3 Reasons the Economic Recovery Isn’t Over Yet
We are nearing the six-year mark of economic recovery, which started in June 2009. The average economic expansion since World War II, according to the National Bureau of Economic Research, is just under five years. But the current one, admittedly tepid, should continue for three good reasons: rising employment, recovering housing, and stronger manufacturing.
The government in February reduced the gross domestic product numbers for the fourth quarter of 2014 from 2.6% to 2.2%. This has caused some to reevaluate growth, or lack thereof, in 2015, especially given the cold bitter winter in much of the nation. The winter weather held back the GDP number for this year’s first quarter, which nonetheless is an improvement on the negative performance in 2014’s first period (down 2.1%).
Official figures for the first quarter of 2015 are due out later this month. Some observers, such as the Federal Reserve Bank of Atlanta, aren’t optimistic.
Looking ahead, however, many bright spots arise for the long term.
First, it appears that the employment number is going to be strong and continue above 200,000 new jobs a month, although the number could vary widely from month to month. Job postings have recently been at record highs, but an issue is the lack of the required job skills for these jobs.
With the retirement of baby boomers, we can expect that the labor participation rate (those working plus those looking for work), which has been on the downswing since the recession, will eventually increase.
While this seems to be a positive, a lot of intellectual knowledge will be lost, along with the required skills needed to replace the retiring boomers. This will likely force businesses to train their own workers, and not leave the task to schools. A tighter labor market could also lead to some wage inflation, as those with the skills will be in very high demand.
Just imagine what the jobs number might have been if the weather in February had been better. While economists were looking for 240,000 new jobs, the actual number came in at 295,000 and unemployment fell to 5.5%, where it remained through March. Wages, after growing significantly in January, increased a minimal amount in February. Given the growth in jobs, it is hard to imagine a recession any time soon.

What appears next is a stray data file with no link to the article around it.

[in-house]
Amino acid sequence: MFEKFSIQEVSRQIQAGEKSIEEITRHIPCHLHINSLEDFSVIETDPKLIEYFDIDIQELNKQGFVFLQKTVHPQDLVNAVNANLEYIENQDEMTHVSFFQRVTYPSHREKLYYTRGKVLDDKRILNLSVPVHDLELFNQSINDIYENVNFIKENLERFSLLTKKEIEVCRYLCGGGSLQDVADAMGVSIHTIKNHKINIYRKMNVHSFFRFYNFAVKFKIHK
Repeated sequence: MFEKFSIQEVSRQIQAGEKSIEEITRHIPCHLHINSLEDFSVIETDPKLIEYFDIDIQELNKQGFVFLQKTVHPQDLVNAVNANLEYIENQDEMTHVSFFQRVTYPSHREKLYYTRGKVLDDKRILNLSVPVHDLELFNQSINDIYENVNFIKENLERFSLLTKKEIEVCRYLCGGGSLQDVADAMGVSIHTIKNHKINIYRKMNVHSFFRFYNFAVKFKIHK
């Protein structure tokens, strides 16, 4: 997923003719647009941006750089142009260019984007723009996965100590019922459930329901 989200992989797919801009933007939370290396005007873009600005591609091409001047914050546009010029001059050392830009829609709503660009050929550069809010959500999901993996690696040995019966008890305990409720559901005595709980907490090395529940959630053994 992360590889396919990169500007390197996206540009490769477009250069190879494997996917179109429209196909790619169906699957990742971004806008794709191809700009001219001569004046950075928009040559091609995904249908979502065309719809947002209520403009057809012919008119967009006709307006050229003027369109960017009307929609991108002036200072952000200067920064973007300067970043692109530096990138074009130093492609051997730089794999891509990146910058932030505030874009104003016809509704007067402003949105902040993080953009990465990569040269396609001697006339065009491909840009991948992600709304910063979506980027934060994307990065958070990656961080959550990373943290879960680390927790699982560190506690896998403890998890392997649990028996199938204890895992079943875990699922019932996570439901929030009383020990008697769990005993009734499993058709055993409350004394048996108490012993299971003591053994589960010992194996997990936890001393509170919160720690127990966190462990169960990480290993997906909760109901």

Next, housing is continuing its rebound, with acceleration for both existing and newly built homes, as expectations are for a growth in sales of 7% and 19% respectively. There is a bit of a pull and a push as a result of rising interest rates and a lowering of some borrowing standards.
Nonetheless, many first-time homebuyers have repaired their balance sheets by accumulating enough money to make a down payment on a home, albeit a relatively modest one. In many places around the country, the inventory of existing homes for sale is very limited as a result of the high demand.
Lastly, manufacturing will have a significant impact on the GDP number for the year. Although manufacturing had a good 2014, it slowed down this year due to the colder winter weather and oil-price declines, which led to cutbacks in the energy industry.
Long-term trends, though, are more encouraging. The chronic loss of American factory jobs to lower-cost nations – six million of them went away from 1998 and early 2010 – has reversed itself. Since then, the U.S. manufacturing employment gained 7%, to 12.2 million jobs. That is still short of 1998’s 17.5 million positions, but the increase still is a big economic plus. Every $1 in sales of manufactured goods produces $1.37 in output in other segments of the U.S. economy – the largest multiplier effect of any sector.
With all of that said it will be up to companies to increase both their top and bottom lines to produce the earnings required to drive the equity markets forward at reasonable valuation levels. Despite a soft first quarter, it’s nothing significant enough to derail the long-term outlook for economic growth.
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